Computer security is an international challenge affecting everything from social media to the democratic process of voting. But defending against cybersecurity threats requires a holistic approach, and a growing number of jobs require skills in identifying cyber security issues and developing responses that are sensitive to cultural, institutional, and ethical issues.
A degree in cyber intelligence prepares you for a career defending the security of personal privacy, government and military operations, and corporate data, with a well-rounded education that champions critical thinking and problem solving.
Examples of courses in the Cyber Intelligence degree
- Information Security Principles
- Applied Linear Algebra
- Discrete Structures
- Big Data Analytics
- Applied Multivariate Statistics/Data Mining
- Math Foundations of Machine Learning & Data Science
- Math Foundations of Network Science
- Introduction to Cryptography
- Politics and Ethics
- Behavioral and Mental Disorders
- Survey of Social Psychology
- Survey of Personality
- Psychology of cybersecurity
- International Relations
- National Security Policies of the United States
- Theories of War in International Relations
- International Law
- Law and Contemporary International Problems
- Economic Aspects of International Politics
- Globalization and Security
- Constitutional Law
- Constitutional Law
- Political Geography
- Interpretation of Aerial Photographs
- Geographic Information Systems
- Principles of Remote Sensing
- Advanced GIS
- Criminal Justice Intelligence
- Homeland Security and Terrorism
- Information-Based Management in Criminal Justice
- Law and Criminal Justice Policy
- Computer Applications in Criminal Justice
- Evolution of Warfare
- American Military Experience
How is this different from cybersecurity?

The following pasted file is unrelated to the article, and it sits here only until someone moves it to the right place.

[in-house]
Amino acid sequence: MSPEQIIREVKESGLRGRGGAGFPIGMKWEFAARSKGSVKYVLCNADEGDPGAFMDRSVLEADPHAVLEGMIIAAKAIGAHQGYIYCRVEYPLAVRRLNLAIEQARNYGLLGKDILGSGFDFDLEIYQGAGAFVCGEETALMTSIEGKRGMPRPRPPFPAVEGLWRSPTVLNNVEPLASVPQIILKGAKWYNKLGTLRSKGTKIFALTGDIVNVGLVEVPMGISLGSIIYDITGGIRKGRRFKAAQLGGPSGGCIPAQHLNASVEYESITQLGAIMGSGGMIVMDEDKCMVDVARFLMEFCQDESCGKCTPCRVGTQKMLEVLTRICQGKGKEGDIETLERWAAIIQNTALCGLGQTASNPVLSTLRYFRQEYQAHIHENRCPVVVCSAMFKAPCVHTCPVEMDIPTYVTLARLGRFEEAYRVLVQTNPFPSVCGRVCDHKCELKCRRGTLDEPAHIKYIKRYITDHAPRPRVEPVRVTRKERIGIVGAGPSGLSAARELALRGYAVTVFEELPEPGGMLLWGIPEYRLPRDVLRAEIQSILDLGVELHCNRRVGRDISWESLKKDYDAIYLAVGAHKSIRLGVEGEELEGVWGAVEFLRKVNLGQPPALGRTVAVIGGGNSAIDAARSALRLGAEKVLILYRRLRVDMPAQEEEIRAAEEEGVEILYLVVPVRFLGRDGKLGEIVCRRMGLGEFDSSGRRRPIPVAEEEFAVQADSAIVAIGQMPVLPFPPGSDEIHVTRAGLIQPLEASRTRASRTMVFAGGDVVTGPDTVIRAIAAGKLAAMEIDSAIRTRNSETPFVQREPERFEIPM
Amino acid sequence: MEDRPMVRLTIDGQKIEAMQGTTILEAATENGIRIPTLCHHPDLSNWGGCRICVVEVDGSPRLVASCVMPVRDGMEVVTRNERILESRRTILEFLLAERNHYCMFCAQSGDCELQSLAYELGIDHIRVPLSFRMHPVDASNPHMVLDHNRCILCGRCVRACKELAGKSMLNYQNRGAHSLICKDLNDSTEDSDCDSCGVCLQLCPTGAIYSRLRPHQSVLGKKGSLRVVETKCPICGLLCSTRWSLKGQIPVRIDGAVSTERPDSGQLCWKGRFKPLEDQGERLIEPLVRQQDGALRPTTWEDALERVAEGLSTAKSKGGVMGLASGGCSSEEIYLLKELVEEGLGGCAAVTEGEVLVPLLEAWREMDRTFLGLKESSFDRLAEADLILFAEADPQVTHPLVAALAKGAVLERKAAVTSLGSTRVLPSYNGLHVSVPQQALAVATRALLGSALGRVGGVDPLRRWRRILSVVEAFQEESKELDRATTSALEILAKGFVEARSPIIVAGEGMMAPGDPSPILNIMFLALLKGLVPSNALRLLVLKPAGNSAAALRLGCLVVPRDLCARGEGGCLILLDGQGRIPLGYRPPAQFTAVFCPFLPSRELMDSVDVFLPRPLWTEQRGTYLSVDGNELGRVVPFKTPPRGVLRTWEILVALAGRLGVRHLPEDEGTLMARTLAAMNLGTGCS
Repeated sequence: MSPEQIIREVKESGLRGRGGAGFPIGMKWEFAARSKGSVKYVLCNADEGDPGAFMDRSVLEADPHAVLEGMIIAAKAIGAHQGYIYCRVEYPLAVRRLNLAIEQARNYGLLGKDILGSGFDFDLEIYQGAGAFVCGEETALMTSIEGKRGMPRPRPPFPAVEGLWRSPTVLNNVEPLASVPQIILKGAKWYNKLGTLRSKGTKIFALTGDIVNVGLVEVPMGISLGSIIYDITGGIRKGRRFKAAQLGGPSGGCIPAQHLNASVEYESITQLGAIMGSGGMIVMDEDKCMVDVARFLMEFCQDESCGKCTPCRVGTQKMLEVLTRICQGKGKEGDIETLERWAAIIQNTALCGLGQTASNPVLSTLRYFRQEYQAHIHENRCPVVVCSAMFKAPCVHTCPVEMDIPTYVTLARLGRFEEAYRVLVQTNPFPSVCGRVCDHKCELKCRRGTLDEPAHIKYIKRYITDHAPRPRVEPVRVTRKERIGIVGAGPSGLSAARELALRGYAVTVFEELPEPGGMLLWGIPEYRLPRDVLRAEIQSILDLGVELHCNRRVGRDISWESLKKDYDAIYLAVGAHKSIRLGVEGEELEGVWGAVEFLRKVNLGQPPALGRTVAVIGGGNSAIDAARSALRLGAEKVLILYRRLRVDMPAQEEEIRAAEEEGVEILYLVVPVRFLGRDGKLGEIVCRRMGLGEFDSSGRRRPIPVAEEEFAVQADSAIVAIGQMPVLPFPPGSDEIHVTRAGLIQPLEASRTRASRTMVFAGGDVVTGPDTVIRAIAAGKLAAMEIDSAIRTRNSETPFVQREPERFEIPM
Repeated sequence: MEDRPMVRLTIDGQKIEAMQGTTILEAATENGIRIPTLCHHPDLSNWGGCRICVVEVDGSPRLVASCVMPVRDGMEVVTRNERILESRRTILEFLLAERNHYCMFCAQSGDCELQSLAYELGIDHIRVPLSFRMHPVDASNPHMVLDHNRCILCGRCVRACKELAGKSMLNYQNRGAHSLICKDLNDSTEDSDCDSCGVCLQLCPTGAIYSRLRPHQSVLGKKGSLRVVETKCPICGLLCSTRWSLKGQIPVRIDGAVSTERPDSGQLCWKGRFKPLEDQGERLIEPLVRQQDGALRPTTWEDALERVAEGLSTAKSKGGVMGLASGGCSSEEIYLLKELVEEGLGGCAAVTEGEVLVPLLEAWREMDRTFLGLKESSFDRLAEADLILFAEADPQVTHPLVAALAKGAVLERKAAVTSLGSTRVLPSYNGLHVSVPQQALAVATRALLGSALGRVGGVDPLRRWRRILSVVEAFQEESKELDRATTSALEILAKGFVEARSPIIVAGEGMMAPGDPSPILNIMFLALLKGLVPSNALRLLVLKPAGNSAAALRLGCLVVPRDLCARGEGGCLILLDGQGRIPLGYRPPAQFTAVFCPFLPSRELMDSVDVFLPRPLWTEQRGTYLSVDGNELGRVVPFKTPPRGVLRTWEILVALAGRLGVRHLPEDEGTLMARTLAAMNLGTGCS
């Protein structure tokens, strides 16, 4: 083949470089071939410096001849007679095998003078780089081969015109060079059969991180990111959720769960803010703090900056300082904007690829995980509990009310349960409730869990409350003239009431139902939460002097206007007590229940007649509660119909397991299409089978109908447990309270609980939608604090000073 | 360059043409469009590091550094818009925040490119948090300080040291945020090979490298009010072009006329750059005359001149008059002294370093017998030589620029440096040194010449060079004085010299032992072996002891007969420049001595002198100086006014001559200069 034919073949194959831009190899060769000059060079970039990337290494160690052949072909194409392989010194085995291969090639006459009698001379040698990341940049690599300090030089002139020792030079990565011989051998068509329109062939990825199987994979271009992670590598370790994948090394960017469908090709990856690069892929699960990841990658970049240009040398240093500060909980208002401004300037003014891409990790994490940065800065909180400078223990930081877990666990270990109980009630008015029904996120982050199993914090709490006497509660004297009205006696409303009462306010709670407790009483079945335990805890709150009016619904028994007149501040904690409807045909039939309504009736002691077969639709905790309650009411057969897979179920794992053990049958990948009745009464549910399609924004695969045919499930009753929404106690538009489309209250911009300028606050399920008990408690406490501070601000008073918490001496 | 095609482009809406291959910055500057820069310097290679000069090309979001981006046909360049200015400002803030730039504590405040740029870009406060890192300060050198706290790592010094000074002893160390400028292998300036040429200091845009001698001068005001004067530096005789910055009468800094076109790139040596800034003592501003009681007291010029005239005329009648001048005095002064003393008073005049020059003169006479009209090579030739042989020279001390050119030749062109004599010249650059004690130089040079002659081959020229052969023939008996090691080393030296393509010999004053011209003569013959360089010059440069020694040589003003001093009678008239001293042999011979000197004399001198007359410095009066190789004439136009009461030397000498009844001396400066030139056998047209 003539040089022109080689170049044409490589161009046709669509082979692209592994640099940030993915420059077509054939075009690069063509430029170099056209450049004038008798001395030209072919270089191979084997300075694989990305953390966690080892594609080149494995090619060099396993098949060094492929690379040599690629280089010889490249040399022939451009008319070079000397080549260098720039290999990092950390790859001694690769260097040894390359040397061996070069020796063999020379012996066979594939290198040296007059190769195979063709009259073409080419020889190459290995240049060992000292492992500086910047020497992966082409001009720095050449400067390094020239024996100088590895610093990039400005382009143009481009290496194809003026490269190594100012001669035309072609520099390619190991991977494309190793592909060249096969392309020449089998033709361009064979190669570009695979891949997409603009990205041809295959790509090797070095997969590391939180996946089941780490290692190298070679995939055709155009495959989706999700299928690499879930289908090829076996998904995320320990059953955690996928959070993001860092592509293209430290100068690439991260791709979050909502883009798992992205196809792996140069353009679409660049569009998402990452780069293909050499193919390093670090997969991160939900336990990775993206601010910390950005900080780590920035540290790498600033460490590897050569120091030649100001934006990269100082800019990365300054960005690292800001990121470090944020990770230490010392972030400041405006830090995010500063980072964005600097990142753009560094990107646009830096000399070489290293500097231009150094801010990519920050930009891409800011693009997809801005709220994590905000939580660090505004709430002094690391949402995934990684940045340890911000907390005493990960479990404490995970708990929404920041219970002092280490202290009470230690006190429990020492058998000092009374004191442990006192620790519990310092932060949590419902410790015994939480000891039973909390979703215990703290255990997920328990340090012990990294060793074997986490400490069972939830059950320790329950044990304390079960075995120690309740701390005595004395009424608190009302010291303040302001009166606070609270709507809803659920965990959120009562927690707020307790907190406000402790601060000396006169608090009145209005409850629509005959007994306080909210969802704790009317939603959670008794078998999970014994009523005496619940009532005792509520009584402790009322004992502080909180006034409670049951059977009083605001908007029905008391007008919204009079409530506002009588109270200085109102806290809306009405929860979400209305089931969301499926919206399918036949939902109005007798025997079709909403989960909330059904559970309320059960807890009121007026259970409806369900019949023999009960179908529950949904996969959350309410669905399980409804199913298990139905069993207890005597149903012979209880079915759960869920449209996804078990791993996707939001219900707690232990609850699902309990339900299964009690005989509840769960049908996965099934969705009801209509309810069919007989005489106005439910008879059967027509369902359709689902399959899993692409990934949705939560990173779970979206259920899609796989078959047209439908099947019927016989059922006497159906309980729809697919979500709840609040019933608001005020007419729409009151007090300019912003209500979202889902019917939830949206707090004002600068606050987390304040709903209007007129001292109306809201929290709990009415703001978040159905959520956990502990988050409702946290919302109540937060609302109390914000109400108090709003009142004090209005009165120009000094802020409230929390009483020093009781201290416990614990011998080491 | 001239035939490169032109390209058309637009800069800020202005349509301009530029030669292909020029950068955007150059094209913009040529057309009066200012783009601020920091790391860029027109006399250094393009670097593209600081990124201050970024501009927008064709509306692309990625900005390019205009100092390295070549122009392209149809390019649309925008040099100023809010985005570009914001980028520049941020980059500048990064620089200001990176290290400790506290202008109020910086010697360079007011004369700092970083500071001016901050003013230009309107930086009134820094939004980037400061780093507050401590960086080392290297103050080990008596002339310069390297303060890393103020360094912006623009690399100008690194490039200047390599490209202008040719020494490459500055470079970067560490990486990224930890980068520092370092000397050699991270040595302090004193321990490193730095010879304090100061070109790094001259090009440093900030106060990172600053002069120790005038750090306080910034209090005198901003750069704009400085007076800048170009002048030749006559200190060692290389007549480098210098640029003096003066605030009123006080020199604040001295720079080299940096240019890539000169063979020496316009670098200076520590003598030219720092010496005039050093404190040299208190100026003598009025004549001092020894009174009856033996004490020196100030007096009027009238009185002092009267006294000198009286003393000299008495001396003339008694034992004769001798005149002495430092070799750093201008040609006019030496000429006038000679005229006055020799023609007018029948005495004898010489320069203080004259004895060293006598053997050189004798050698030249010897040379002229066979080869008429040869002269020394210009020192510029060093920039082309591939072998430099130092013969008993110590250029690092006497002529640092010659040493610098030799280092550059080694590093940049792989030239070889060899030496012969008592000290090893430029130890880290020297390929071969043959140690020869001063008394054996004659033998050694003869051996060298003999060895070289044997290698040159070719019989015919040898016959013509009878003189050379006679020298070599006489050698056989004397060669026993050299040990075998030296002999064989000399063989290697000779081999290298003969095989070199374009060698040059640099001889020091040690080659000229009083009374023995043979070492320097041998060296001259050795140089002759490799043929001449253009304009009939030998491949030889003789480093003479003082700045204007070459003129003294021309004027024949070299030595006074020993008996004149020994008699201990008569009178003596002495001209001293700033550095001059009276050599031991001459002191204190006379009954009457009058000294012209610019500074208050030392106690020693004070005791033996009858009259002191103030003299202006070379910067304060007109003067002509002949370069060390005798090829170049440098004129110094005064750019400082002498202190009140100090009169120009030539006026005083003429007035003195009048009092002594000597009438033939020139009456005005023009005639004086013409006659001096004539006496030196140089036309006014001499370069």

Cybersecurity emphasizes technical training in engineering and computer science for the purpose of building and maintaining secure cyber infrastructure. Cyber intelligence emphases the operational and policy issues related to cybersecurity.
As a result, cyber intelligence places emphasis on the human intelligence aspects of network security that requires knowledge in human factors, human behavior, and the cultural influence of these.
In contrast to degrees that are predominantly engineering or computer science, cyber intelligence draws from technical expertise in the arts and sciences to train students to understand how language and cultural differences affect the way people process cyber information and interact with technology.
Frequently Asked Questions
Can I do an internship and get course credit?
Yes, we encourage internship opportunities and can consider them for course credit towards your degree.
Can I study abroad?
Yes, we encourage study abroad opportunities and will make sure you take course that can count towards your degree.
Can I double major if I choose?
Yes, many students wish to double major. Your advisor will work closely with you to ensure you meet all requirements and proper courses are taken.
Are there minors that work well with this degree?
Yes! While it is your choice as to whether you choose to minor, double major or complete a cognate, there are some minors that fit nicely with this degree and enhance your academic experience. We recommend you consider the following:
- one of the Foreign Language minors
- Information Technology
Do you recommend any particular foreign language to fulfill my requirements?
We encourage you to look at Russian, Chinese, Arabic and Portuguese.
Will my AP, IB or Dual Credit count towards my degree?
Yes! These courses typically fulfill many of the CORE requirement
What kind of jobs are available with this degree?
Currently there are 3.5 million jobs in the cyber arena. Some options include:
- Security Analyst
- Intelligence Analyst
- Cyber Consultant
- Cyber Legal Professional
- Military Careers